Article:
While the eggs were boiling, she began to make a 'white sauce' of equal parts butter and flour, salt and pepper, which she stirred and cooked together until it formed a thick yellow paste. Then, she'd add the milk and stir slowly, always in a figure-eight in the pan, which was always the task reserved for the kid for whom this treat was being made.
By the time the white sauce was thick, the eggs would have been boiled. They were immediately bathed in cold water, cracked, and then opened. The white part of the egg would be carefully separated from the hard yellow and then sliced into bite sized pieces and added to the white sauce.
Meanwhile, the bread would have been toasted and thickly buttered so that the Creamed Egg mixture could be poured on top.
Then, the fun part - always reserved for the kid who was the intended recipient of this epicurean delight - pushing the hard yellow yoke through a sieve to make a delicate sprinkle of garnish on the top.
The whole affair is not finished, however, without a very light dusting of paprika and a few garnishes of chopped parsley.
Oh. My. Soul!
I didn't realize until I was much older that this dish tastes so good because it also carried my mother's hopes and dreams.
I suppose I did a similar thing with Mac 'n Cheese and Shepherd's Pie - both of which I learned in the home of a classmate of mine who was of Irish and English descent.
The Shepherd's Pie is always magnificent in its simplicity. I always make it using equal parts of ground lamb, beef and pork because. . . well. . .because that's the way I was taught. Sauteed onions and garlic mix with the ground meet to make a glorious aroma.
The whole thing gets topped with a thick layer of mashed potatoes and then baked to a golden brown perfection.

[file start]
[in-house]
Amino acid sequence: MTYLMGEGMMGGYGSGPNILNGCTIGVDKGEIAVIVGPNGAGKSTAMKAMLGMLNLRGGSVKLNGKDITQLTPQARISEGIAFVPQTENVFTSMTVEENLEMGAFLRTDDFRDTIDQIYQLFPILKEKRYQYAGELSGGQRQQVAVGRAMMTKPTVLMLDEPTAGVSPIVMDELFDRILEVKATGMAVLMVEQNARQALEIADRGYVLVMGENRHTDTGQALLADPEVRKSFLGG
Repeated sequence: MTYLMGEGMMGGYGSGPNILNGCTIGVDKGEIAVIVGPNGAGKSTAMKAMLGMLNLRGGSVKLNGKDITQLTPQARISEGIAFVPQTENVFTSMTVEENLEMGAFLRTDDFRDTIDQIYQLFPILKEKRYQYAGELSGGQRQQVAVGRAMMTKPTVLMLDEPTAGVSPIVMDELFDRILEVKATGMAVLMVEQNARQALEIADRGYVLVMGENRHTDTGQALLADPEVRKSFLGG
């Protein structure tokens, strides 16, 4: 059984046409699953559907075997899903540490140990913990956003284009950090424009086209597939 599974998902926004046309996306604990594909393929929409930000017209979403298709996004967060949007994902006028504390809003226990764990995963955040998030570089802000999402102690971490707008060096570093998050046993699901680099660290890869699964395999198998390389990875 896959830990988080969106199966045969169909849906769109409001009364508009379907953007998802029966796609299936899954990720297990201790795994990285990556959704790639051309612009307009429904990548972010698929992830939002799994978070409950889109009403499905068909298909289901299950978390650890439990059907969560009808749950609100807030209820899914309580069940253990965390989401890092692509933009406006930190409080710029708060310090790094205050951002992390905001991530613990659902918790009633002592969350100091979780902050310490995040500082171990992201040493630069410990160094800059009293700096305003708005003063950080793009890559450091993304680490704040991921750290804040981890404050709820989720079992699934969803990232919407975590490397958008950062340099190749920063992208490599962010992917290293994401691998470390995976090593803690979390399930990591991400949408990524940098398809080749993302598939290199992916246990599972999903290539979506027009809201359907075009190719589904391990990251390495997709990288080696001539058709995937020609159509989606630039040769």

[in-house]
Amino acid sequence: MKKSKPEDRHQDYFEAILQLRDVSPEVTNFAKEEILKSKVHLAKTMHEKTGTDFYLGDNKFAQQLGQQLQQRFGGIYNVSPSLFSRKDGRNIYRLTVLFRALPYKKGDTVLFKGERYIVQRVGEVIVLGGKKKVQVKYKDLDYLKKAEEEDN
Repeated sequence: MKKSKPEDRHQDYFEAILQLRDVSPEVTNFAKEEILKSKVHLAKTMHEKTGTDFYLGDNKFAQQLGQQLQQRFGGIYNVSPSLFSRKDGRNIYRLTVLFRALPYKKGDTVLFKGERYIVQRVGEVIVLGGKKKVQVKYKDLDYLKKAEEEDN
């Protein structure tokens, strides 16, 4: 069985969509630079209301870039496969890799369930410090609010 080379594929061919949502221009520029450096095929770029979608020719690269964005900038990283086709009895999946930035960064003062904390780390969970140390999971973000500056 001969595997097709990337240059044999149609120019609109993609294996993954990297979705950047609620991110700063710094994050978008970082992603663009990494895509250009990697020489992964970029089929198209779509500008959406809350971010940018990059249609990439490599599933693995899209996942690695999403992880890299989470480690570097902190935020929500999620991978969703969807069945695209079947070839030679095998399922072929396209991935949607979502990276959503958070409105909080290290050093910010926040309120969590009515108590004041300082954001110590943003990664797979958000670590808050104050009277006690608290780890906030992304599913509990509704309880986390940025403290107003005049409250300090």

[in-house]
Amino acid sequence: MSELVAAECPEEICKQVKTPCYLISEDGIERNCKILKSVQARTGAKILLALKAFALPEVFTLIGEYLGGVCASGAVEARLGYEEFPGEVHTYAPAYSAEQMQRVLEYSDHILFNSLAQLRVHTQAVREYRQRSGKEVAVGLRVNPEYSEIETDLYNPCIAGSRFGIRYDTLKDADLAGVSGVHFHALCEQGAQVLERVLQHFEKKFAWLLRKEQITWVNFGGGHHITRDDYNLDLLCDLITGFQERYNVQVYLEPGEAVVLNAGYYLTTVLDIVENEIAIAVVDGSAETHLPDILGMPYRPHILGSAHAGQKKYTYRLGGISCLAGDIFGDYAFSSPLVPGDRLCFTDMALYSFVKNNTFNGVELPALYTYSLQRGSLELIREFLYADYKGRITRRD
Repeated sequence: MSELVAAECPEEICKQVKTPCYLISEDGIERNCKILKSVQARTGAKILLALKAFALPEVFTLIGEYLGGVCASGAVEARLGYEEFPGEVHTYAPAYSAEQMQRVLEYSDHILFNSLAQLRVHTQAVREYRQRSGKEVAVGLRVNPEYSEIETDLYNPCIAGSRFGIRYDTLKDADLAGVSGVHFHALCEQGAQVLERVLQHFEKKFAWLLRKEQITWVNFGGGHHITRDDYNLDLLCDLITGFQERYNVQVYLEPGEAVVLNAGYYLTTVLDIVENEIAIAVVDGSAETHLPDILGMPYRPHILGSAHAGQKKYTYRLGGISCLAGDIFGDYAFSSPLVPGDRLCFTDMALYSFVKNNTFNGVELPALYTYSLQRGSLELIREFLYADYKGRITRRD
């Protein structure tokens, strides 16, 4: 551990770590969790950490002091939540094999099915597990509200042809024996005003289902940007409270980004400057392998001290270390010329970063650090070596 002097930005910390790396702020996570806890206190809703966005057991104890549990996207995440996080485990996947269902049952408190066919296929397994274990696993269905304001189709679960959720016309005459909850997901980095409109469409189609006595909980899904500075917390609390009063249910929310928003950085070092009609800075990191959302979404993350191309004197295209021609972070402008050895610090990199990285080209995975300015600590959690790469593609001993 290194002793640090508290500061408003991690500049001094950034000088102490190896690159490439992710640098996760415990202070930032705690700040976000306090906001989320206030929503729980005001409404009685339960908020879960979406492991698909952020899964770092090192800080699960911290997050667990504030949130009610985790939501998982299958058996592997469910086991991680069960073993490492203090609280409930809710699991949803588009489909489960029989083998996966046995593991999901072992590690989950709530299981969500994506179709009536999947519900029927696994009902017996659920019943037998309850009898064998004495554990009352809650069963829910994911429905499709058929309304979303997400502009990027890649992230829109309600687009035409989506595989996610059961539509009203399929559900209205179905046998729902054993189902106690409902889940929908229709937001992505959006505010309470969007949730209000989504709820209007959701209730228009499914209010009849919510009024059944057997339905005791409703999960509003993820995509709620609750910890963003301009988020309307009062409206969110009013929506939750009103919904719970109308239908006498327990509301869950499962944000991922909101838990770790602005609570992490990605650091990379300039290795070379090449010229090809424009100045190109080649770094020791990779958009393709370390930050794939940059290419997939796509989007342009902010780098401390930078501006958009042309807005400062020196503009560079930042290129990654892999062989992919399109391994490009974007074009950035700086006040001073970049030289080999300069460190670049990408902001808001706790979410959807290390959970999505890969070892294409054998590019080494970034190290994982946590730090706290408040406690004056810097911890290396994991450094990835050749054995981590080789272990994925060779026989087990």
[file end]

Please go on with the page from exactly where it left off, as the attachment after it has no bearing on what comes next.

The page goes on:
The house absolutely reeks of love and care and comfort.
Whenever our kids would come home from college or, even now, when I haven't seen them in a while and they are coming over for a visit, their first request will be for Mac 'n Cheese or Shepherd's Pie.
Nothing made me happier than when one of our daughters asked if I would come by and teach her how to make Mac 'n Cheese. Seems as if her own daughters had been asking for some of Nana's Mac 'n Cheese.
Made my heart sing!
I remember one Pentecost Sunday when one of the inner city congregations I was serving at the time decided to celebrate this great but often neglected Feast. The church celebrated its identity as a multi-cultural, international community, so nothing would do except to have a festive Pot Luck International lunch out on the lawn after the service.
It was Ms. Manning, however, the quintessential New Yorker, who delighted us all by bringing what she called "Island Food".
"Island Food?" we asked, looking at the glorious pans of meat loaf and pots of mashed potatoes.
"Yes," she said, demurely, "Long Island, Staten Island, and the great island of Manhattan."
One of these days, I'm going to whip up a batch of my Grandfather's Double Stuffed Potatoes. It was the hit of the neighborhood of my youth.